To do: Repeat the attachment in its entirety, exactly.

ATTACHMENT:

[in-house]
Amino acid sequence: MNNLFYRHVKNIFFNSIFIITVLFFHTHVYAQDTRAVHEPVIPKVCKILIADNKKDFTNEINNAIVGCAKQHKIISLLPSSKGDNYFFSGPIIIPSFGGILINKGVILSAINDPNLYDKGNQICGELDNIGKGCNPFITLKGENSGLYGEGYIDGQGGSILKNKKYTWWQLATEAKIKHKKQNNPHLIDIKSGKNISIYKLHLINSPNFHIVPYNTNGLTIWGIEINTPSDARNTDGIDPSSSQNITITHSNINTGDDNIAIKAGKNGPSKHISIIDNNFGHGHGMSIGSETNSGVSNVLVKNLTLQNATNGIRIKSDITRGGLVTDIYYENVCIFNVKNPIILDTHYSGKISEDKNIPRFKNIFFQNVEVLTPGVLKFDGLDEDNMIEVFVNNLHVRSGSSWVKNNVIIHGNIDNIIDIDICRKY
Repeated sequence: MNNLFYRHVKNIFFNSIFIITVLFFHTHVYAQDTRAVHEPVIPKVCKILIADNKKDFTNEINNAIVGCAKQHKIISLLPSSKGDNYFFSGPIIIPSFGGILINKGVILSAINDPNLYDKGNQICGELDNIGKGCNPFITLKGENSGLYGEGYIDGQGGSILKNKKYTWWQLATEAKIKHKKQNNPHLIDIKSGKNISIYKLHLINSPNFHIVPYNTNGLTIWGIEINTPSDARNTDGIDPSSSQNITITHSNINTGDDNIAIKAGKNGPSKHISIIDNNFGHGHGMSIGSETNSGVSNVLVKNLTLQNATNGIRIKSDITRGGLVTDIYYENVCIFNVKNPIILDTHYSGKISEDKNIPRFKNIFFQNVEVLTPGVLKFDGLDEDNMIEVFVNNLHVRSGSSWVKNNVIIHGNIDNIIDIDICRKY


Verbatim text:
[in-house]
Amino acid sequence: MNNLFYRHVKNIFFNSIFIITVLFFHTHVYAQDTRAVHEPVIPKVCKILIADNKKDFTNEINNAIVGCAKQHKIISLLPSSKGDNYFFSGPIIIPSFGGILINKGVILSAINDPNLYDKGNQICGELDNIGKGCNPFITLKGENSGLYGEGYIDGQGGSILKNKKYTWWQLATEAKIKHKKQNNPHLIDIKSGKNISIYKLHLINSPNFHIVPYNTNGLTIWGIEINTPSDARNTDGIDPSSSQNITITHSNINTGDDNIAIKAGKNGPSKHISIIDNNFGHGHGMSIGSETNSGVSNVLVKNLTLQNATNGIRIKSDITRGGLVTDIYYENVCIFNVKNPIILDTHYSGKISEDKNIPRFKNIFFQNVEVLTPGVLKFDGLDEDNMIEVFVNNLHVRSGSSWVKNNVIIHGNIDNIIDIDICRKY
Repeated sequence: MNNLFYRHVKNIFFNSIFIITVLFFHTHVYAQDTRAVHEPVIPKVCKILIADNKKDFTNEINNAIVGCAKQHKIISLLPSSKGDNYFFSGPIIIPSFGGILINKGVILSAINDPNLYDKGNQICGELDNIGKGCNPFITLKGENSGLYGEGYIDGQGGSILKNKKYTWWQLATEAKIKHKKQNNPHLIDIKSGKNISIYKLHLINSPNFHIVPYNTNGLTIWGIEINTPSDARNTDGIDPSSSQNITITHSNINTGDDNIAIKAGKNGPSKHISIIDNNFGHGHGMSIGSETNSGVSNVLVKNLTLQNATNGIRIKSDITRGGLVTDIYYENVCIFNVKNPIILDTHYSGKISEDKNIPRFKNIFFQNVEVLTPGVLKFDGLDEDNMIEVFVNNLHVRSGSSWVKNNVIIHGNIDNIIDIDICRKY